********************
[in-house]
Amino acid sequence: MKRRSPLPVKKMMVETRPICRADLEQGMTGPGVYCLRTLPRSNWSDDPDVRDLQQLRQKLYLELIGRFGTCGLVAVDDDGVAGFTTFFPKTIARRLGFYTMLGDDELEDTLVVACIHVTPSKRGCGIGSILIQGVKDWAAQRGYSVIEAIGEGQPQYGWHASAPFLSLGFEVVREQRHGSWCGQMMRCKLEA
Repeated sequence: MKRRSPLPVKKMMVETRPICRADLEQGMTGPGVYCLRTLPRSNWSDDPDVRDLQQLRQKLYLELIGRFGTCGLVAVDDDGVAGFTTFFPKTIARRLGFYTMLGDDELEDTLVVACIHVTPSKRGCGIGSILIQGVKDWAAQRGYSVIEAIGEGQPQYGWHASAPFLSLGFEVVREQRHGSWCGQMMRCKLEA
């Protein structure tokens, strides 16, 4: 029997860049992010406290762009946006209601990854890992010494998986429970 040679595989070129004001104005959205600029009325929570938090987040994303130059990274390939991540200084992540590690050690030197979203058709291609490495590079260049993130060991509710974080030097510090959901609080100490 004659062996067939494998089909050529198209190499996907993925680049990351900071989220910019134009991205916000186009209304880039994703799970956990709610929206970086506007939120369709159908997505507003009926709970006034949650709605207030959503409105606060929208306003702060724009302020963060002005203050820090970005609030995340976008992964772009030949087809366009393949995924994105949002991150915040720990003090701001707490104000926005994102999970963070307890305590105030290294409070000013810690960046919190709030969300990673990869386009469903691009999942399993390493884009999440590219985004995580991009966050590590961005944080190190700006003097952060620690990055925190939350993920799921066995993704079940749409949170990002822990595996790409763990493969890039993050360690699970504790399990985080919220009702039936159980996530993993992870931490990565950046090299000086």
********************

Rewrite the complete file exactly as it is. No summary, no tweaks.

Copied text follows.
[in-house]
Amino acid sequence: MKRRSPLPVKKMMVETRPICRADLEQGMTGPGVYCLRTLPRSNWSDDPDVRDLQQLRQKLYLELIGRFGTCGLVAVDDDGVAGFTTFFPKTIARRLGFYTMLGDDELEDTLVVACIHVTPSKRGCGIGSILIQGVKDWAAQRGYSVIEAIGEGQPQYGWHASAPFLSLGFEVVREQRHGSWCGQMMRCKLEA
Repeated sequence: MKRRSPLPVKKMMVETRPICRADLEQGMTGPGVYCLRTLPRSNWSDDPDVRDLQQLRQKLYLELIGRFGTCGLVAVDDDGVAGFTTFFPKTIARRLGFYTMLGDDELEDTLVVACIHVTPSKRGCGIGSILIQGVKDWAAQRGYSVIEAIGEGQPQYGWHASAPFLSLGFEVVREQRHGSWCGQMMRCKLEA
């Protein structure tokens, strides 16, 4: 029997860049992010406290762009946006209601990854890992010494998986429970 040679595989070129004001104005959205600029009325929570938090987040994303130059990274390939991540200084992540590690050690030197979203058709291609490495590079260049993130060991509710974080030097510090959901609080100490 004659062996067939494998089909050529198209190499996907993925680049990351900071989220910019134009991205916000186009209304880039994703799970956990709610929206970086506007939120369709159908997505507003009926709970006034949650709605207030959503409105606060929208306003702060724009302020963060002005203050820090970005609030995340976008992964772009030949087809366009393949995924994105949002991150915040720990003090701001707490104000926005994102999970963070307890305590105030290294409070000013810690960046919190709030969300990673990869386009469903691009999942399993390493884009999440590219985004995580991009966050590590961005944080190190700006003097952060620690990055925190939350993920799921066995993704079940749409949170990002822990595996790409763990493969890039993050360690699970504790399990985080919220009702039936159980996530993993992870931490990565950046090299000086």